Reprimanded, but Not Rejected.

“You shall say to them this word:
‘Let my eyes run down with tears night and day,
    and let them not cease,
for the virgin daughter of my people is shattered with a great wound,
    with a very grievous blow.
If I go out into the field,
    behold, those pierced by the sword!
And if I enter the city,
    behold, the diseases of famine!
For both prophet and priest ply their trade through the land
    and have no knowledge.’”

Have you utterly rejected Judah?
    Does your soul loathe Zion?
Why have you struck us down
    so that there is no healing for us?
We looked for peace, but no good came;
    for a time of healing, but behold, terror.
We acknowledge our wickedness, O Lord,
    and the iniquity of our fathers,
    for we have sinned against you.
Do not spurn us, for your name’s sake;
    do not dishonor your glorious throne;
    remember and do not break your covenant with us.
Are there any among the false gods of the nations that can bring rain?
    Or can the heavens give showers?
Are you not he, O Lord our God?
    We set our hope on you,
    for you do all these things. – Jeremiah 14:17-22 ESV

Transparency is a difficult thing to pull off. It is not easy being vulnerable and allowing others to see the real you, sharing your true feelings and opening yourself up to possible rejection or misunderstanding. And yet, that is exactly what God commanded Jeremiah to do – and with the very people who had refused to listen to his message. Jeremiah was going to have to reveal his most intimate feelings to those who hated and despised him.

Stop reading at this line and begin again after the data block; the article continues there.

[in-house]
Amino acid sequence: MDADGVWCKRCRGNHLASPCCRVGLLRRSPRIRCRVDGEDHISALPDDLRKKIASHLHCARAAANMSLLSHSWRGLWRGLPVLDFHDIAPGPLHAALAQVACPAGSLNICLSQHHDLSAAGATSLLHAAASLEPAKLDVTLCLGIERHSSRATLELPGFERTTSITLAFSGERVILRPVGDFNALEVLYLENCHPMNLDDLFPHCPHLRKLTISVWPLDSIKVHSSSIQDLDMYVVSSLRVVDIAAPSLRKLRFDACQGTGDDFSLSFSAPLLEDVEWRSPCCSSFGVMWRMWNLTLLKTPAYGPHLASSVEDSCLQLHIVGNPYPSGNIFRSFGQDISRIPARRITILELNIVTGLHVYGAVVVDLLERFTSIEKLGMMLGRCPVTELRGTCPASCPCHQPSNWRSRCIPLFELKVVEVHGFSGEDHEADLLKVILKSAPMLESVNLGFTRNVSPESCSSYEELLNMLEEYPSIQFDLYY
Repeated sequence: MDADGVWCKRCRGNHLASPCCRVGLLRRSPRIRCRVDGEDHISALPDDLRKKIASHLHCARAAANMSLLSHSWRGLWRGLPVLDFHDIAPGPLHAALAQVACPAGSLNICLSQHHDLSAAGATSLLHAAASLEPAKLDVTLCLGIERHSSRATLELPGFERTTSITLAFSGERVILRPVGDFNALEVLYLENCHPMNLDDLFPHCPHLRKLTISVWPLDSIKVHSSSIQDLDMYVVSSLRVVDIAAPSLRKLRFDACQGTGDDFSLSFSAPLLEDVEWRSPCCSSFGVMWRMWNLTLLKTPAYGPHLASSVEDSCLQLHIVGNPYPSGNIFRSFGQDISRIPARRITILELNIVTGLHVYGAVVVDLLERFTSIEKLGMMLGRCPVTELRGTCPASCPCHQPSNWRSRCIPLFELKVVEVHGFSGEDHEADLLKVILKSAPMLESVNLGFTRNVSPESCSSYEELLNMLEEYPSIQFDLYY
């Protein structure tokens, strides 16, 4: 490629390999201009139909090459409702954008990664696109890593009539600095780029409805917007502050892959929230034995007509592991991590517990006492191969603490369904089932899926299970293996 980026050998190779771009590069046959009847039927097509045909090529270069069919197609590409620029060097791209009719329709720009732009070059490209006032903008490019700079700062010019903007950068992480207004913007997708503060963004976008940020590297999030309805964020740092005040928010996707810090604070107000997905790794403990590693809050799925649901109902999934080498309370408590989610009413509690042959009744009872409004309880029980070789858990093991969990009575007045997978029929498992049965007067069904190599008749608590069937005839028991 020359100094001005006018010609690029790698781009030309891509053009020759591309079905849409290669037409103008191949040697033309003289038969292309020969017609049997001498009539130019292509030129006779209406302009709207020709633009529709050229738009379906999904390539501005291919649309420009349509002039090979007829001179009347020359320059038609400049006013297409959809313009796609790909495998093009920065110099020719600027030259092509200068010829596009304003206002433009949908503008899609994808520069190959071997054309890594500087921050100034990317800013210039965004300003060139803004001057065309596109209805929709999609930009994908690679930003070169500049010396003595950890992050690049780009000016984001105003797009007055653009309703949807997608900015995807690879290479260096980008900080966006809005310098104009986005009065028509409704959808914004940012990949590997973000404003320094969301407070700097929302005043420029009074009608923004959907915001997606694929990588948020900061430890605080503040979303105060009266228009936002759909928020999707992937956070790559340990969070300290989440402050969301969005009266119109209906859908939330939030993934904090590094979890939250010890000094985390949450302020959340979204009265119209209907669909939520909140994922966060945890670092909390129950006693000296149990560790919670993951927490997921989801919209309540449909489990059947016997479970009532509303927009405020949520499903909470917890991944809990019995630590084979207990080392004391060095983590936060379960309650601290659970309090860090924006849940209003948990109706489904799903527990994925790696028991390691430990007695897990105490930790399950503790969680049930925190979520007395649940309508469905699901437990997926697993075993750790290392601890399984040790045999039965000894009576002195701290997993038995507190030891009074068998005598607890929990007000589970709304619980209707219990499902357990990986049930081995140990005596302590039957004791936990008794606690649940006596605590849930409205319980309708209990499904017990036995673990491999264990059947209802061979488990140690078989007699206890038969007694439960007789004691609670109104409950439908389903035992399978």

“You shall say to them this word:
‘Let my eyes run down with tears night and day,
    and let them not cease,
for the virgin daughter of my people is shattered with a great wound,
    with a very grievous blow. – Jeremiah 14:17 ESV

God is not putting words in Jeremiah’s mouth. He is simple having the prophet share what his true feelings will be when he sees the devastation to come. The blow to Judah will be “grevious”. The Hebrew word, chalah refers to a state of sickness, weakness and weariness. The blow Judah will receive and the wound it causes will be deadly in nature. And God reveals the devastating nature of its impact through the eyes and emotions of Jeremiah.

If I go out into the fields,
    I see the bodies of people slaughtered by the enemy.
If I walk the city streets,
    I see people who have died of starvation.” – Jeremiah 14:18 NLT

Jeremiah was to share with the people the very real nature of the coming destruction that will be perpetrated on them by the Babylonians. There will be bodies strewn everywhere outside the walls of Jerusalem, the victims of the swords of the enemy. And within the safety of Jerusalem’s walls, there will be the bodies of those who have died of starvation as a result of the siege. And these scenes of devastation and death will take their toll on Jeremiah. Even the prophets and priests will attempt to act as if nothing is happening, going about their daily duties, but totally ignorant as to what to do.

And Jeremiah, ever wrestling with his duty as a prophet of God and his extreme love and loyalty for his people, can’t resist the urge to ask God some very pointed questions.

Lord, have you completely rejected Judah?
    Do you really hate Jerusalem?
Why have you wounded us past all hope of healing? – Jeremiah 14:19 NLT

The imagery God has given Jeremiah of complete devastation and destruction is hard for him to comprehend. It appears as if God is going to abandon Judah and Jerusalem altogether. Speaking in the plural personal pronoun “we”, Jeremiah includes himself as one of the people of Judah and expresses hope that God would spare them.

We hoped for peace, but no peace came.
    We hoped for a time of healing, but found only terror. – Jeremiah 14:19 NLT